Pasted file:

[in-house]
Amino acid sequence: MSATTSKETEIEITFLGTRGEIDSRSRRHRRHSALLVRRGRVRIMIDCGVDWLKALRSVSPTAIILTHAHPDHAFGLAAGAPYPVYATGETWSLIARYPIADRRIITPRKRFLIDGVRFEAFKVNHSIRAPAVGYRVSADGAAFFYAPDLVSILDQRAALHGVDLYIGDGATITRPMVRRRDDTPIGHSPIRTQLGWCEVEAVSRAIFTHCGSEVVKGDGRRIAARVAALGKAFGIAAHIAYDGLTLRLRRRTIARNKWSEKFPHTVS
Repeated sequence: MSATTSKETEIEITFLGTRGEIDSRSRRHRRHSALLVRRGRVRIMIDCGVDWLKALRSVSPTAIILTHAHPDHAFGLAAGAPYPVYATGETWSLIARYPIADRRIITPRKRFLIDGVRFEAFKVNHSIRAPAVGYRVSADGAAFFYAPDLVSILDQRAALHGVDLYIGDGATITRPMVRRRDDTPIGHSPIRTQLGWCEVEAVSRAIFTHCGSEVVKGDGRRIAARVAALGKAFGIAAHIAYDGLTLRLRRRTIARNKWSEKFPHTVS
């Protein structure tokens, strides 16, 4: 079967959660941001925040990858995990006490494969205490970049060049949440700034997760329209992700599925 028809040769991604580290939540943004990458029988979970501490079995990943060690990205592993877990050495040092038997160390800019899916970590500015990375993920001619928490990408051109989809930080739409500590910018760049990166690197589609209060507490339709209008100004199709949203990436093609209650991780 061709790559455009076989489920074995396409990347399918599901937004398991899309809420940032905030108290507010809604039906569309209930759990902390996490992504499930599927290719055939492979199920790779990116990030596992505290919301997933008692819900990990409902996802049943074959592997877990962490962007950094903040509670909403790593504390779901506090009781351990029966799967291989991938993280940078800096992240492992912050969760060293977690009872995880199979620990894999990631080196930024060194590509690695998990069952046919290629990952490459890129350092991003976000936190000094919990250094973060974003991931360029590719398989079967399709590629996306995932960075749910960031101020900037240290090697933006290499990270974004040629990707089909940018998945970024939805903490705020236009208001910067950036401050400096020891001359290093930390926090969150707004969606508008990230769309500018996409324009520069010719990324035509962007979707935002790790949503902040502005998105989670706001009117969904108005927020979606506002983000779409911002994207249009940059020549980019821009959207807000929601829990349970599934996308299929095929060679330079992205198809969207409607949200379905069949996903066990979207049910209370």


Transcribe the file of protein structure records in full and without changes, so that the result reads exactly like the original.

[in-house]
Amino acid sequence: MSATTSKETEIEITFLGTRGEIDSRSRRHRRHSALLVRRGRVRIMIDCGVDWLKALRSVSPTAIILTHAHPDHAFGLAAGAPYPVYATGETWSLIARYPIADRRIITPRKRFLIDGVRFEAFKVNHSIRAPAVGYRVSADGAAFFYAPDLVSILDQRAALHGVDLYIGDGATITRPMVRRRDDTPIGHSPIRTQLGWCEVEAVSRAIFTHCGSEVVKGDGRRIAARVAALGKAFGIAAHIAYDGLTLRLRRRTIARNKWSEKFPHTVS
Repeated sequence: MSATTSKETEIEITFLGTRGEIDSRSRRHRRHSALLVRRGRVRIMIDCGVDWLKALRSVSPTAIILTHAHPDHAFGLAAGAPYPVYATGETWSLIARYPIADRRIITPRKRFLIDGVRFEAFKVNHSIRAPAVGYRVSADGAAFFYAPDLVSILDQRAALHGVDLYIGDGATITRPMVRRRDDTPIGHSPIRTQLGWCEVEAVSRAIFTHCGSEVVKGDGRRIAARVAALGKAFGIAAHIAYDGLTLRLRRRTIARNKWSEKFPHTVS
């Protein structure tokens, strides 16, 4: 079967959660941001925040990858995990006490494969205490970049060049949440700034997760329209992700599925 028809040769991604580290939540943004990458029988979970501490079995990943060690990205592993877990050495040092038997160390800019899916970590500015990375993920001619928490990408051109989809930080739409500590910018760049990166690197589609209060507490339709209008100004199709949203990436093609209650991780 061709790559455009076989489920074995396409990347399918599901937004398991899309809420940032905030108290507010809604039906569309209930759990902390996490992504499930599927290719055939492979199920790779990116990030596992505290919301997933008692819900990990409902996802049943074959592997877990962490962007950094903040509670909403790593504390779901506090009781351990029966799967291989991938993280940078800096992240492992912050969760060293977690009872995880199979620990894999990631080196930024060194590509690695998990069952046919290629990952490459890129350092991003976000936190000094919990250094973060974003991931360029590719398989079967399709590629996306995932960075749910960031101020900037240290090697933006290499990270974004040629990707089909940018998945970024939805903490705020236009208001910067950036401050400096020891001359290093930390926090969150707004969606508008990230769309500018996409324009520069010719990324035509962007979707935002790790949503902040502005998105989670706001009117969904108005927020979606506002983000779409911002994207249009940059020549980019821009959207807000929601829990349970599934996308299929095929060679330079992205198809969207409607949200379905069949996903066990979207049910209370």